OLYMPIA, WASH.: Ernie says he can smell it, and I say he can’t, but he says that’s because I’m not from here. Not really. The Sound smells the same to me — vegetative, rotting and growing at the same time. The soft rain sizzles as it hits the surface of the water, and then there’s the hiss of it filtering past the barnacles encrusted on every slice of rock, pottery, and rusted metal that make up the floor of Budd Inlet.
“A fucking graveyard,” says Ernie into his phone, as he hauls one fist-sized moonsnail out of the muck with a sucking sound, then leaves it behind, the great muscular foot exposed and feebly undulating. I’ve hauled him down onto the beach, off his own pier for the first time in years, to gather some baseline data before the oil hits, but mostly he’s just on his phone, trading rumors of the damage hitting elsewhere. Here at the southernmost tip of the current, we’ll be the last hit.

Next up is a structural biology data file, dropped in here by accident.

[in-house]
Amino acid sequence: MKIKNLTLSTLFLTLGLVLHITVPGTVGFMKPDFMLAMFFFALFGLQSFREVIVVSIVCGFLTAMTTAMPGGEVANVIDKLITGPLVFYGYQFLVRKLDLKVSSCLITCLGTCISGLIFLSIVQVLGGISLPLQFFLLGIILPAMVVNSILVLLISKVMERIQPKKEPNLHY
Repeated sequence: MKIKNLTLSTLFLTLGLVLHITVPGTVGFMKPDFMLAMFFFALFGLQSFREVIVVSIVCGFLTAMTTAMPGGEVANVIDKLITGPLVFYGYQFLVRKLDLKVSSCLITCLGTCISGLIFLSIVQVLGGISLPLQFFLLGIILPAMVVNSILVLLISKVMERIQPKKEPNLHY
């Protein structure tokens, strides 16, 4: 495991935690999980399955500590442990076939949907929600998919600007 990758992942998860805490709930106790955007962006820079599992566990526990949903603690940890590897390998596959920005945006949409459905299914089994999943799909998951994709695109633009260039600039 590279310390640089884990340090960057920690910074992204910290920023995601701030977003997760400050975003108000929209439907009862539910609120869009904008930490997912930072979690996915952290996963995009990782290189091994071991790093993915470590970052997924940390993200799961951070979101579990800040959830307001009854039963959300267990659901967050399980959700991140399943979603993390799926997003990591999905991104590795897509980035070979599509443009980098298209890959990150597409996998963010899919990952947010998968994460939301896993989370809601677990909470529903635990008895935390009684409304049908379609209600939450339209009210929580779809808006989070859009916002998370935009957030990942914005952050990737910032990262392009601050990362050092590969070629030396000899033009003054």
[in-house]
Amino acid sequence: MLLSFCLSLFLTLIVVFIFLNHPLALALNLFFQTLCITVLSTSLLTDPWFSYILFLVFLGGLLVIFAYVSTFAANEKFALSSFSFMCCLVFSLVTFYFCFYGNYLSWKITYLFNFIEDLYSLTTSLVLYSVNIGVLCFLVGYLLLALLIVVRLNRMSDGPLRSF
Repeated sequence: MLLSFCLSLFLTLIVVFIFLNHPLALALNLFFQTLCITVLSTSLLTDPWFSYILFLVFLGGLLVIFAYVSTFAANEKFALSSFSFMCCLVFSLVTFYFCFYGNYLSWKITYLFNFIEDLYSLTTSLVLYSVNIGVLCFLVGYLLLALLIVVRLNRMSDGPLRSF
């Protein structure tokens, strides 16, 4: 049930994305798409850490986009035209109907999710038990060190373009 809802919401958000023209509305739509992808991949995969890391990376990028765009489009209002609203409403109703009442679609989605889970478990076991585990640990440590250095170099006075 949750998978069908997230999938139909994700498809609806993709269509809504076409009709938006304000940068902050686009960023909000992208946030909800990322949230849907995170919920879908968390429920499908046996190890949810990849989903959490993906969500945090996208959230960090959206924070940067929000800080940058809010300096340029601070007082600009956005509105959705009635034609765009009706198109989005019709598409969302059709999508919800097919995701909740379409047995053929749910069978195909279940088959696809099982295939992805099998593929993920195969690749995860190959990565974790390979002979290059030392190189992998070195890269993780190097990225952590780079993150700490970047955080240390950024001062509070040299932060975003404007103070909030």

“You people,” says Ernie, and it takes me a second to realize he’s not on the phone, “You come from California and Minnesota because you love the mountains and you love the water. And now look what happens.”
“I’m from Boston,” I say. I hear the chatter of a kingfisher that’s been working alongside us for an hour, kiting high in the air, then diving, over and over, without catching a single fish.
“What a waste of energy,” says Ernie.
A.E. Smith lives in Olympia, Washington, on an inlet of Puget Sound
whose biggest threat at the moment is, thankfully, just the wastewater
treatment plant. Her story was the winning entry in our fourth micro-fiction contest.
We’ll record “Sound Thinking” during our next podcast session, on June 11 — the theme of which is eco-catastrophes. HiLobrow will donate $100 to the Center for Biological Diversity in Smith’s honor. UPDATE: Ms. Smith has generously offered to match our donation to the CBD.